LDOE says results steady on transitional LEAP and iLEAP tests
POSTED: Tuesday, May 27, 2014 - 11:58am
UPDATED: Tuesday, May 27, 2014 - 12:31pm
BATON ROUGE (NBC33) — The Department of Education today announced that on LEAP and iLEAP tests aligned to more challenging learning standards, the percentage of students performing at the state's 2025 expectation of "mastery" (level 4 out of 5) increased in both English Language Arts and math, while the percentage of students performing at the state's expectation level established in 1999, "basic" (level 3 out of 5), remained steady.
In English Language Arts, 27 percent of students performed at the mastery level or higher, compared to 26 percent in 2013. For math, 25 percent of students scored at mastery or higher on this year's assessments fully aligned to new academic expectations, a 2 point increase from 23 percent in 2013. Overall, 69 percent of students achieved "basic" results or better, the same percentage as in 2013.
The one-time, transitional 2014 LEAP and iLEAP tests were aligned with new academic expectations that demand higher levels of critical thinking and writing. The writing assessment, for example, required students to read one or two passages and use evidence in the texts to support responses. In math, students learned critical skills in grades earlier than in past years.
The 2014 tests are part of a transition process to higher expectations in Louisiana, which commenced in 2010. In 2013, students took modified LEAP and iLEAP tests that were partially aligned to the new standards. In 2015, Louisiana students will take the same English Language Arts and math assessments administered in more than a dozen other states, providing the first comprehensive assessment of the state's educational competitiveness.
After the initial completion of the 2015 test, the state will have a "baseline" and will plan a schedule of annually increasing expectations for schools, such that by 2025, a school rated "A" will have an average performance of "mastery" rather than today's norm of "basic," established as the target level for students in 1999.
"Teachers, students, and families performed this year on these one-time tests as we expected when the tests were created," said State Superintendent John White. "Over the next decade, however, we will gradually raise our expectations, and it will be more challenging to compete. We owe our kids that change, but we will do it in a way that does not denigrate schools or humiliate educators."
In 1999, the state Board of Elementary and Secondary Education (BESE) established "basic" as the state's standard for proficiency. However, basic achievement does not correspond with community college or university success. While 69 percent of students hit this mark, for example, only 28 percent complete a university or community college degree.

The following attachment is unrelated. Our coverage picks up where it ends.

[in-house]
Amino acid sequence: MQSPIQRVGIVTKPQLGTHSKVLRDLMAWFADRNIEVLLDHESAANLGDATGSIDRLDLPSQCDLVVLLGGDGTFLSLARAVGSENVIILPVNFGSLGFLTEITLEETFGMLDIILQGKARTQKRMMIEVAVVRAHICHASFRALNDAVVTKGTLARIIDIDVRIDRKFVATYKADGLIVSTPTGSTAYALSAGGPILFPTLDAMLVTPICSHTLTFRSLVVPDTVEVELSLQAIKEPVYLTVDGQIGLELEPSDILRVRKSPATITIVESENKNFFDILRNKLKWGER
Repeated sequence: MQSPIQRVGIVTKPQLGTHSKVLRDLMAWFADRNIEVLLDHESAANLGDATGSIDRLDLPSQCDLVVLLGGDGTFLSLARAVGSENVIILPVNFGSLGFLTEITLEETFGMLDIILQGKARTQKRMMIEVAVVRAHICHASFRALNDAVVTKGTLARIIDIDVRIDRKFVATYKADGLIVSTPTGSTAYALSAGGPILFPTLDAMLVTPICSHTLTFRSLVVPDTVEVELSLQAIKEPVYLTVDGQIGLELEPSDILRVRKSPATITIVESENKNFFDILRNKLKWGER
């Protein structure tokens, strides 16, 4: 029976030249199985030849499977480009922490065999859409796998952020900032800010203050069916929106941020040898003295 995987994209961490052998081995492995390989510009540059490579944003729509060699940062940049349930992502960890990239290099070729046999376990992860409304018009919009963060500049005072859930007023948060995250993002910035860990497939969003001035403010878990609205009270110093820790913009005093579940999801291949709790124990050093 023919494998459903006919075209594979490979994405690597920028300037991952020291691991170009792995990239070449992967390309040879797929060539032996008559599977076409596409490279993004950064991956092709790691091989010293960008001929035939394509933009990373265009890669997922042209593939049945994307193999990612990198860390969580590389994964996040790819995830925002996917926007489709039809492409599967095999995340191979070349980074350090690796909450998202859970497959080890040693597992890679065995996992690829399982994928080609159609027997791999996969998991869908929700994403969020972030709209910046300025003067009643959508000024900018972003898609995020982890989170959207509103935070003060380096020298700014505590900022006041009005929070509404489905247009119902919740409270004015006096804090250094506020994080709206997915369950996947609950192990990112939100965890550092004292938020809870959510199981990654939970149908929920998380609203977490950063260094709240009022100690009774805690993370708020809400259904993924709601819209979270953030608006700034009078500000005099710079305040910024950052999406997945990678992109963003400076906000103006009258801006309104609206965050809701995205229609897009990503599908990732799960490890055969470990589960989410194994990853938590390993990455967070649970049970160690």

As the state establishes a new baseline and gradually raises expectations, transition policies will ensure the state does not denigrate schools or humiliate educators. The transition policies below will persist through two years of additional time to learn the new expectations.
Test scheduling. For the past four years, Louisiana has planned to take the PARCC test in grades 3 to 8 (online in grades 5-8; paper in grades 3 and 4).
Louisiana and PARCC have released a number of resources including practice tests, assessment guides for educators, and a report on Louisiana's Spring 2014 PARCC Field Test.
School accountability. Letter grade distributions will remain the same from 2013 to 2014 and 2015. During the two year transition, any school or district that maintained or improved its annual performance score will not experience a decrease in its current letter grade.
Teacher accountability. For 2014 and 2015, the state will not produce "value-added data" because there will be no baseline from which to calculate. Compass policies will remain in effect, but student learning scores will not need to be based on value-added data.
Student accountability. In 2014 and 2015, the state will maintain current 4th grade policy but allow districts to issue waivers for students demonstrating readiness to progress. The state will shift the 8th grade retention standard to be a remedial standard and require that remediation take place on the high school campus in a "transitional 9th grade" year.
To support Louisiana's transition to higher expectations and better assessments, Louisiana educators created the 2015 assessment, working alongside educators from other states, including writing and scoring test questions and determining all major assessment policies (e.g., accommodations, test security). Additionally, the Department of Education is providing numerous in-state supports for educators, including:
Curriculum Resources: Teacher leaders and expert content staff created curriculum guidebooks for English and math in grades Kindergarten to 12, as well as assessments guides and sample tests.
Teacher Leaders and Training: For the 2014-15 school year, the Department will train more than 6,000 educators from across the state on the new standards and the resources, including the June Teacher Leader Summit, Summer Content Training, and Fall Webinars and Collaboration.
District Planning Teams: The Department supports districts with strategic decision making through the planning guide and direct work with designated teams of district staff - technology, assessment, and financial - to prepare for the more rigorous standards and better assessments.
Technology Footprint: To help districts prepare for the technology demands of the 21st century, including online assessments, the Department continues to publish its semi-annual technology footprint which assesses district readiness and provides guidance on next steps.
Textbook reviews: Louisiana educators reviewed textbooks to advise districts on the alignment with the standards.
For more information, visit: www.louisianabelieves.com.